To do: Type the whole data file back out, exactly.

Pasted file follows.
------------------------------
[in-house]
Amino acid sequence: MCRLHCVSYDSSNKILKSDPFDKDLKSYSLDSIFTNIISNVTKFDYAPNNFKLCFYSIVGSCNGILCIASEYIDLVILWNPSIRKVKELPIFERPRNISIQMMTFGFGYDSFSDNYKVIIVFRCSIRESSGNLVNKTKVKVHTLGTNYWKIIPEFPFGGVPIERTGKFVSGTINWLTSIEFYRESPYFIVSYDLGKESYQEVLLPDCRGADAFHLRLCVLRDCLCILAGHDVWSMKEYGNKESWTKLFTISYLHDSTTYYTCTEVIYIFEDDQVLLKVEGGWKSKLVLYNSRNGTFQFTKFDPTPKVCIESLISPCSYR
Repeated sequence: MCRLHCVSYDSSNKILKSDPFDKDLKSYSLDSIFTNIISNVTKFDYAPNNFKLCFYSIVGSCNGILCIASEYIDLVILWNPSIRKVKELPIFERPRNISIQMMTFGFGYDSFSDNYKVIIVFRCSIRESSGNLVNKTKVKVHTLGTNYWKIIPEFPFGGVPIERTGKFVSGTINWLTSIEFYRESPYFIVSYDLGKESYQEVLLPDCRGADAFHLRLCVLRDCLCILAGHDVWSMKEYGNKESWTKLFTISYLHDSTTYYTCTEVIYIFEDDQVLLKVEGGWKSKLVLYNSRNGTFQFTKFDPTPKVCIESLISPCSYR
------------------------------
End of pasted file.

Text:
[in-house]
Amino acid sequence: MCRLHCVSYDSSNKILKSDPFDKDLKSYSLDSIFTNIISNVTKFDYAPNNFKLCFYSIVGSCNGILCIASEYIDLVILWNPSIRKVKELPIFERPRNISIQMMTFGFGYDSFSDNYKVIIVFRCSIRESSGNLVNKTKVKVHTLGTNYWKIIPEFPFGGVPIERTGKFVSGTINWLTSIEFYRESPYFIVSYDLGKESYQEVLLPDCRGADAFHLRLCVLRDCLCILAGHDVWSMKEYGNKESWTKLFTISYLHDSTTYYTCTEVIYIFEDDQVLLKVEGGWKSKLVLYNSRNGTFQFTKFDPTPKVCIESLISPCSYR
Repeated sequence: MCRLHCVSYDSSNKILKSDPFDKDLKSYSLDSIFTNIISNVTKFDYAPNNFKLCFYSIVGSCNGILCIASEYIDLVILWNPSIRKVKELPIFERPRNISIQMMTFGFGYDSFSDNYKVIIVFRCSIRESSGNLVNKTKVKVHTLGTNYWKIIPEFPFGGVPIERTGKFVSGTINWLTSIEFYRESPYFIVSYDLGKESYQEVLLPDCRGADAFHLRLCVLRDCLCILAGHDVWSMKEYGNKESWTKLFTISYLHDSTTYYTCTEVIYIFEDDQVLLKVEGGWKSKLVLYNSRNGTFQFTKFDPTPKVCIESLISPCSYR